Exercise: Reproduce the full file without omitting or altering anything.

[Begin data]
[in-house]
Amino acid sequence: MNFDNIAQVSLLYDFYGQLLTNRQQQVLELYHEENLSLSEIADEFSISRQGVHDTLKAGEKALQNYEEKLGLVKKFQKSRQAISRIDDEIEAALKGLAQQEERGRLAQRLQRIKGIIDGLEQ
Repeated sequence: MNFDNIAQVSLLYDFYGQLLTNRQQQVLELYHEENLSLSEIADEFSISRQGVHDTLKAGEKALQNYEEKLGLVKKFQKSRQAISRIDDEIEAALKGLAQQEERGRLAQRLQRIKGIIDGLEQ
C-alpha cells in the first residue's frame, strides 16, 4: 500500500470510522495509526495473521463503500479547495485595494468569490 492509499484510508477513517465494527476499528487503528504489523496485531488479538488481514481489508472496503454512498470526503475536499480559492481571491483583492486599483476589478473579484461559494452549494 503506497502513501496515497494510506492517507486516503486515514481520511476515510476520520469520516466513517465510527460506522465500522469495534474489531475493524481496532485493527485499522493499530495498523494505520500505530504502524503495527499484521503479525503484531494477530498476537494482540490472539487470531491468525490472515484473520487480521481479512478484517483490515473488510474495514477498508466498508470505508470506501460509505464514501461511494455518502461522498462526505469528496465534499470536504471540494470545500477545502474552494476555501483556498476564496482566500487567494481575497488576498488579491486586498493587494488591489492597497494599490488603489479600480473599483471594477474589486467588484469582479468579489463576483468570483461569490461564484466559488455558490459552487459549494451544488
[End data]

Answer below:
[in-house]
Amino acid sequence: MNFDNIAQVSLLYDFYGQLLTNRQQQVLELYHEENLSLSEIADEFSISRQGVHDTLKAGEKALQNYEEKLGLVKKFQKSRQAISRIDDEIEAALKGLAQQEERGRLAQRLQRIKGIIDGLEQ
Repeated sequence: MNFDNIAQVSLLYDFYGQLLTNRQQQVLELYHEENLSLSEIADEFSISRQGVHDTLKAGEKALQNYEEKLGLVKKFQKSRQAISRIDDEIEAALKGLAQQEERGRLAQRLQRIKGIIDGLEQ
C-alpha cells in the first residue's frame, strides 16, 4: 500500500470510522495509526495473521463503500479547495485595494468569490 492509499484510508477513517465494527476499528487503528504489523496485531488479538488481514481489508472496503454512498470526503475536499480559492481571491483583492486599483476589478473579484461559494452549494 503506497502513501496515497494510506492517507486516503486515514481520511476515510476520520469520516466513517465510527460506522465500522469495534474489531475493524481496532485493527485499522493499530495498523494505520500505530504502524503495527499484521503479525503484531494477530498476537494482540490472539487470531491468525490472515484473520487480521481479512478484517483490515473488510474495514477498508466498508470505508470506501460509505464514501461511494455518502461522498462526505469528496465534499470536504471540494470545500477545502474552494476555501483556498476564496482566500487567494481575497488576498488579491486586498493587494488591489492597497494599490488603489479600480473599483471594477474589486467588484469582479468579489463576483468570483461569490461564484466559488455558490459552487459549494451544488